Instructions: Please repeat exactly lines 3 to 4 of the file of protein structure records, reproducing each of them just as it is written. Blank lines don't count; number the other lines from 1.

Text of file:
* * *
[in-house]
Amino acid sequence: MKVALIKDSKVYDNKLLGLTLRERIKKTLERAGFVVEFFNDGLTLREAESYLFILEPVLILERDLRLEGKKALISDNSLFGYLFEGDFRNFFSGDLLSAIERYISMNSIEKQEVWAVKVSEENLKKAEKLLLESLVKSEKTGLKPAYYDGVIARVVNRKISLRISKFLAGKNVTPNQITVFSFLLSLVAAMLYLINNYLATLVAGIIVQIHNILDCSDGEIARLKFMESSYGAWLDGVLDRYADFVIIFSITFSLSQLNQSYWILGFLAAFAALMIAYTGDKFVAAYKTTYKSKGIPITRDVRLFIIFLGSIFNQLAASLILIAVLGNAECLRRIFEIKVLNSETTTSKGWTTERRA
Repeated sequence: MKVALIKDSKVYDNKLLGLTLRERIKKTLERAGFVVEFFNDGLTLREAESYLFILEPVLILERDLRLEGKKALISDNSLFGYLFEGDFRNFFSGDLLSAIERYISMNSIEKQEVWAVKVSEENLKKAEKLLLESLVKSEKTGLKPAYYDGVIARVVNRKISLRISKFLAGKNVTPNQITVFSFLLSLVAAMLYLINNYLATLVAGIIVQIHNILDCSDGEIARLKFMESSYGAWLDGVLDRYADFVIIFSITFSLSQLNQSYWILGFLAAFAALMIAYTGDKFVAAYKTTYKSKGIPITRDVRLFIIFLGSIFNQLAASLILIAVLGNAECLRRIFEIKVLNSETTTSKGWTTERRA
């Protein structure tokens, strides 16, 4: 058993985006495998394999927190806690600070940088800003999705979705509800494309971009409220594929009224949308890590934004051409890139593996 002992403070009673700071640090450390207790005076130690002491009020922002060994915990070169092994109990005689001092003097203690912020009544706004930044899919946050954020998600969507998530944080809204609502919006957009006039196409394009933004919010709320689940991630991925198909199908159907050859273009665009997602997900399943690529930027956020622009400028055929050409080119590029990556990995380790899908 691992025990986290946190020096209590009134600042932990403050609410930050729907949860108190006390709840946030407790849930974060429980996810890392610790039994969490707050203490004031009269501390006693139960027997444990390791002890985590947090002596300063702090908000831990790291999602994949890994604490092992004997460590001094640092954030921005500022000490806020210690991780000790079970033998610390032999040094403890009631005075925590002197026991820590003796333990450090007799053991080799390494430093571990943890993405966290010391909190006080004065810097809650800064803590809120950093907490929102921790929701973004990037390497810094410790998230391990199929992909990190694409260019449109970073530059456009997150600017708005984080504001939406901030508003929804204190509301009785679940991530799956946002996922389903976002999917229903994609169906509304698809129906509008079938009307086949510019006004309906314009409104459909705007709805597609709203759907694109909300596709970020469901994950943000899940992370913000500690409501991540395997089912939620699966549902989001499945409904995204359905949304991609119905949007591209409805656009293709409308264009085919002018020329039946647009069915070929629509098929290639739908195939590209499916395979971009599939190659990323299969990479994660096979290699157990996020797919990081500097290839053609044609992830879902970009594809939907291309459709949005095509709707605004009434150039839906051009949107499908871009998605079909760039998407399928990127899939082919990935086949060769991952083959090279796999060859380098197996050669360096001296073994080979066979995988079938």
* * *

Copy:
Repeated sequence: MKVALIKDSKVYDNKLLGLTLRERIKKTLERAGFVVEFFNDGLTLREAESYLFILEPVLILERDLRLEGKKALISDNSLFGYLFEGDFRNFFSGDLLSAIERYISMNSIEKQEVWAVKVSEENLKKAEKLLLESLVKSEKTGLKPAYYDGVIARVVNRKISLRISKFLAGKNVTPNQITVFSFLLSLVAAMLYLINNYLATLVAGIIVQIHNILDCSDGEIARLKFMESSYGAWLDGVLDRYADFVIIFSITFSLSQLNQSYWILGFLAAFAALMIAYTGDKFVAAYKTTYKSKGIPITRDVRLFIIFLGSIFNQLAASLILIAVLGNAECLRRIFEIKVLNSETTTSKGWTTERRA
């Protein structure tokens, strides 16, 4: 058993985006495998394999927190806690600070940088800003999705979705509800494309971009409220594929009224949308890590934004051409890139593996 002992403070009673700071640090450390207790005076130690002491009020922002060994915990070169092994109990005689001092003097203690912020009544706004930044899919946050954020998600969507998530944080809204609502919006957009006039196409394009933004919010709320689940991630991925198909199908159907050859273009665009997602997900399943690529930027956020622009400028055929050409080119590029990556990995380790899908 691992025990986290946190020096209590009134600042932990403050609410930050729907949860108190006390709840946030407790849930974060429980996810890392610790039994969490707050203490004031009269501390006693139960027997444990390791002890985590947090002596300063702090908000831990790291999602994949890994604490092992004997460590001094640092954030921005500022000490806020210690991780000790079970033998610390032999040094403890009631005075925590002197026991820590003796333990450090007799053991080799390494430093571990943890993405966290010391909190006080004065810097809650800064803590809120950093907490929102921790929701973004990037390497810094410790998230391990199929992909990190694409260019449109970073530059456009997150600017708005984080504001939406901030508003929804204190509301009785679940991530799956946002996922389903976002999917229903994609169906509304698809129906509008079938009307086949510019006004309906314009409104459909705007709805597609709203759907694109909300596709970020469901994950943000899940992370913000500690409501991540395997089912939620699966549902989001499945409904995204359905949304991609119905949007591209409805656009293709409308264009085919002018020329039946647009069915070929629509098929290639739908195939590209499916395979971009599939190659990323299969990479994660096979290699157990996020797919990081500097290839053609044609992830879902970009594809939907291309459709949005095509709707605004009434150039839906051009949107499908871009998605079909760039998407399928990127899939082919990935086949060769991952083959090279796999060859380098197996050669360096001296073994080979066979995988079938």